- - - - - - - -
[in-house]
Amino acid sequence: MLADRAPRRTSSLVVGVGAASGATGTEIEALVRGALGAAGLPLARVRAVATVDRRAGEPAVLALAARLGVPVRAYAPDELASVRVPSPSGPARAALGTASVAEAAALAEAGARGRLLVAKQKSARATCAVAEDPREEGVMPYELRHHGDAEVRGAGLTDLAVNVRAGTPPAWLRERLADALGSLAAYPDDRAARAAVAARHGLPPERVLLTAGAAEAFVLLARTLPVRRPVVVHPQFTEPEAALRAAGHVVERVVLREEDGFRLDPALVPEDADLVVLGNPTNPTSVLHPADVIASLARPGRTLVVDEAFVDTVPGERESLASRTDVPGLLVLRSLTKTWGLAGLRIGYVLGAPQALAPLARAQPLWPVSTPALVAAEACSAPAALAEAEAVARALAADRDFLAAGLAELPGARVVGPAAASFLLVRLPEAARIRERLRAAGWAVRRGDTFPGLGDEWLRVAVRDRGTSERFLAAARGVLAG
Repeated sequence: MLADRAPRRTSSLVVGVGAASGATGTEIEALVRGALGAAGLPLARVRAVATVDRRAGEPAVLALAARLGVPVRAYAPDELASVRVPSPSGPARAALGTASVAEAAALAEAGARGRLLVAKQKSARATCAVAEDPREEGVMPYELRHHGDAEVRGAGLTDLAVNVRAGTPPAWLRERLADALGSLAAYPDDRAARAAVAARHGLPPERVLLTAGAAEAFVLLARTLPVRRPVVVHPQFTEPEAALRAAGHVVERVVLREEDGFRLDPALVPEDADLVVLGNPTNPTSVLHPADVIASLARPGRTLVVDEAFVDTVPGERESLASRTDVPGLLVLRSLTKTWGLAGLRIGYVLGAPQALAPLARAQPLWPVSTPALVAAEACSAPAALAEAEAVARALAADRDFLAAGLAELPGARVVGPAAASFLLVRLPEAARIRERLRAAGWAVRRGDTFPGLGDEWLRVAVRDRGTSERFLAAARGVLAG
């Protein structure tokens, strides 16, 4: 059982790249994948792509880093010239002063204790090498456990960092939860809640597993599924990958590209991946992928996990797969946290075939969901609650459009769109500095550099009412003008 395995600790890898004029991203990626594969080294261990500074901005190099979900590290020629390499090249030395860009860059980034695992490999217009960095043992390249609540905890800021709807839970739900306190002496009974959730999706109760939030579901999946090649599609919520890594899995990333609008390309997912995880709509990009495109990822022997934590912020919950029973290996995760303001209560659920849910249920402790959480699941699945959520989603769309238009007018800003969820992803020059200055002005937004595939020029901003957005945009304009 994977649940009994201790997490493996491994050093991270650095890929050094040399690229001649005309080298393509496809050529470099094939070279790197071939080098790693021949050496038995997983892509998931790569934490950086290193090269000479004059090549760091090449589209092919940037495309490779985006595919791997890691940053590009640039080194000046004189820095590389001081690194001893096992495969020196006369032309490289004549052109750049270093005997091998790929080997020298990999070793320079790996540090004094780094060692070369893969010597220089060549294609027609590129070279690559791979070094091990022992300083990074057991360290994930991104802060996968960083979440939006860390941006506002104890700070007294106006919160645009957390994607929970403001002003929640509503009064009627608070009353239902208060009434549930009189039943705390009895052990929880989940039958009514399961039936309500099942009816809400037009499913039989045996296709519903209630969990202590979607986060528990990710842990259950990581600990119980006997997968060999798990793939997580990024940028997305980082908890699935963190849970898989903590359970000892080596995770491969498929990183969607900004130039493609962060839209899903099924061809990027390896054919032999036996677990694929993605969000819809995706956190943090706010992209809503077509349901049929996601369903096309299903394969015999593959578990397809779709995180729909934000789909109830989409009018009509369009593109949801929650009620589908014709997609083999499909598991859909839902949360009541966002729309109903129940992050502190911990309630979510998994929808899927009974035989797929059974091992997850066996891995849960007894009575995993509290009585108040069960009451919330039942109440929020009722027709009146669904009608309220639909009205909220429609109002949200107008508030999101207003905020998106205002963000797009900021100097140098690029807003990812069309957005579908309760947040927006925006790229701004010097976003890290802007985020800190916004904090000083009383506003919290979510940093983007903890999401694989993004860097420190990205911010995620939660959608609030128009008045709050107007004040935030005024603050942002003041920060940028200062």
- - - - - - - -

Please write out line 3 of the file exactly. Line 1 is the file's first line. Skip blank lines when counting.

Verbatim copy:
Repeated sequence: MLADRAPRRTSSLVVGVGAASGATGTEIEALVRGALGAAGLPLARVRAVATVDRRAGEPAVLALAARLGVPVRAYAPDELASVRVPSPSGPARAALGTASVAEAAALAEAGARGRLLVAKQKSARATCAVAEDPREEGVMPYELRHHGDAEVRGAGLTDLAVNVRAGTPPAWLRERLADALGSLAAYPDDRAARAAVAARHGLPPERVLLTAGAAEAFVLLARTLPVRRPVVVHPQFTEPEAALRAAGHVVERVVLREEDGFRLDPALVPEDADLVVLGNPTNPTSVLHPADVIASLARPGRTLVVDEAFVDTVPGERESLASRTDVPGLLVLRSLTKTWGLAGLRIGYVLGAPQALAPLARAQPLWPVSTPALVAAEACSAPAALAEAEAVARALAADRDFLAAGLAELPGARVVGPAAASFLLVRLPEAARIRERLRAAGWAVRRGDTFPGLGDEWLRVAVRDRGTSERFLAAARGVLAG